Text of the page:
IS&R Project Lead Information

Lead is a natural element in the earth’s crust. It is the fifth most important metal in the USA economy. It can enter the body through the atmosphere or from drinking water. It can be bright silver in color or have a bluish cast. Once exposed to the air it turns grey in color. Lead comes from:

  • Areas of contaminationMining – The International Smelter and Refinery built a lead refinery in 1912 in Pine Canyon. Later, owners added a lead-zinc sulfide flotation mill and a slag treatment plant for lead and zinc recovery
  • Lead (and arsenic) levels are higher in mining and processing facilities where they form pockets or veins of carbonate rock
  • Reclamation reduced lead levels significantly at the IS&R area
  • Corroded and rusted pipes in homes and water treatment plants
  • Local business: radiator repair shops, battery recycling, auto body shops, ceramic studios, and tire stores for example
  • Construction: commercial or residential building, paint removal, bridge work and maintenance, steel structures, renovations, concrete work, cutting, scraping, and grinding for example
  • In our homes: cosmetics, cleaning supplies, vacuuming, opening canned vegetables, and washing dishes for example

Lead is high in abundance and low in cost. It will be found somewhere in almost every home:

  • fishing sinkers
  • batteries
  • tools
  • gasoline
  • paint and varnish
  • makeup
  • pesticides
  • hair dye
  • pipes, faucets and connectors
  • Water hoses & sprayers

The EPA has established protocols, criteria, and minimum performance standards for laboratory analysis of lead in paint, dust, and soil
Lead owners and occupants of most pre-1978 housing are provided information concerning potential hazards of lead-based paint exposure before certain renovations are begun on that housing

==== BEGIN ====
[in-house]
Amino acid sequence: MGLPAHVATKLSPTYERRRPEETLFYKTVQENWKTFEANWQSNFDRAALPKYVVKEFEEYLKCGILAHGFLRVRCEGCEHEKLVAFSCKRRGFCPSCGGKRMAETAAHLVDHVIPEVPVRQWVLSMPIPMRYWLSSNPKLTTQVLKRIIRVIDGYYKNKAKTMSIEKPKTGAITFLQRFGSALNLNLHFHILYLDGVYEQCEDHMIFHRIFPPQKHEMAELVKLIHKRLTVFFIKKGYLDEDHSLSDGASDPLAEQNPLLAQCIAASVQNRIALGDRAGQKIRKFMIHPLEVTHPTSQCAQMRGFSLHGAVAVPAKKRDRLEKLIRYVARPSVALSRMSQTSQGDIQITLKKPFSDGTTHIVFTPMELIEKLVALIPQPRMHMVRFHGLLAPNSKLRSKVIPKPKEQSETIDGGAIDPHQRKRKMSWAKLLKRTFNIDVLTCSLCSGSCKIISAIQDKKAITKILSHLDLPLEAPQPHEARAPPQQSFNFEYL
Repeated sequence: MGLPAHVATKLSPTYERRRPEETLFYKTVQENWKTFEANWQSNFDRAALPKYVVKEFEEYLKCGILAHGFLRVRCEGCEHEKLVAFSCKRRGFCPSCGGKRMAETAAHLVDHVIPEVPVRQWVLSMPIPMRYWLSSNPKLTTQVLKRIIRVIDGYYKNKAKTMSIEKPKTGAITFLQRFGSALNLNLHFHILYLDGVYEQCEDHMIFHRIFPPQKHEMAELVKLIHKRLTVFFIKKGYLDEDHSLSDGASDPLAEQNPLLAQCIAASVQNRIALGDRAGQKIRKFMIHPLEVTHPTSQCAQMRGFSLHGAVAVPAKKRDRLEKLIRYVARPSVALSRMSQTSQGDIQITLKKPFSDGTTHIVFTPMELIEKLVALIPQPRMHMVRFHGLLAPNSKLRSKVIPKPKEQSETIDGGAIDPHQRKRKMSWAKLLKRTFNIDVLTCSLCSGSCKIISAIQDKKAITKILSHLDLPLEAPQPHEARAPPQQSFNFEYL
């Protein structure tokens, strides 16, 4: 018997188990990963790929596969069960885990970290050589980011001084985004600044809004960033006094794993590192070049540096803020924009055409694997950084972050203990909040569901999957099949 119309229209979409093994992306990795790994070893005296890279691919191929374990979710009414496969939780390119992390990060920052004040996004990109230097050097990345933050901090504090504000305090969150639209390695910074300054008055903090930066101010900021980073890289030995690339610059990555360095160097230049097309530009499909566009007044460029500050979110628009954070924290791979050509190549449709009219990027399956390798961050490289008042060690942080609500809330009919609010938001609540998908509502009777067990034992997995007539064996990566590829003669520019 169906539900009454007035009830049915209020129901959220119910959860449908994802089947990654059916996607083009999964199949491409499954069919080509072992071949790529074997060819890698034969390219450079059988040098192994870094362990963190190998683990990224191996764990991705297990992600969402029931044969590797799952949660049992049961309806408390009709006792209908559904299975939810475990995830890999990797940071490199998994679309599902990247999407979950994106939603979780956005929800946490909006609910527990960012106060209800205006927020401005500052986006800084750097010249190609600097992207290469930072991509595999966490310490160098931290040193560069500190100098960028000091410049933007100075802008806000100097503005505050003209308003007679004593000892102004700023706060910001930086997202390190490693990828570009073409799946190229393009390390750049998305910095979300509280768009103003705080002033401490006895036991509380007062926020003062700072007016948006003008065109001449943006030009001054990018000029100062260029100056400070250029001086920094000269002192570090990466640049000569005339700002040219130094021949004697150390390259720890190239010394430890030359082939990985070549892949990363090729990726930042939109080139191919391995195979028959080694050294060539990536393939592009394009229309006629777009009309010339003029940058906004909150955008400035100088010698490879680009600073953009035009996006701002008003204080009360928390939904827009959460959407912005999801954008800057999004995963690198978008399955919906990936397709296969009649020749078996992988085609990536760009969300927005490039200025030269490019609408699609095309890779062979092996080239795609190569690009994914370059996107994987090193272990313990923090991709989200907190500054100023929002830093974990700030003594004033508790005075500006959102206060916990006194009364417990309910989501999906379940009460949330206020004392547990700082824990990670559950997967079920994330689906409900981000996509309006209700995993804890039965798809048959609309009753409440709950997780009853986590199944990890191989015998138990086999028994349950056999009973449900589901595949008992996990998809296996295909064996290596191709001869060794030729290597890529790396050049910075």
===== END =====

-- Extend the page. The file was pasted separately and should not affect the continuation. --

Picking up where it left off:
Fines can be as high as $37,000 for each occurrence if protocols are violated and not corrected upon inspection

Other regulatory agencies have banned many lead compounds:

  • gasoline is lead free
  • lead paints and paint products are banned
  • additives to gas and diesel products are now lead free

Health effects from high levels of lead:

  • Interferes with red blood cell production Lead
  • slight deficits in the attention span
  • delay in normal physical and mental development
  • decreased reaction time
  • weakness in hands, legs, and feet
  • Slows down thinking patterns and behaviors

Protect your home and family:

  • If you rent an old apartment report damage to the building manager, especially chipped paint, rusty old pipes, exosed wiring – call the health department if it isn’t cleaned up
  • Throw out any paint, thinner, spray paint, or items with paint on them if they were made prior to 1980 – this includes toys, playground equipment, bikes, and skates
  • Wash your young child’s hand often and teach kids how to wash hands properly
  • In your own home repair chipped or peeling paint immediately – even if it doesn’t contain lead – you don’t want children around it
  • Put away all tools when finished for the day
  • Avoid dust of all kind when refurbishing or remodeling your home
    • When you vacuum don’t pick up paint chips unless you are using a hepa filter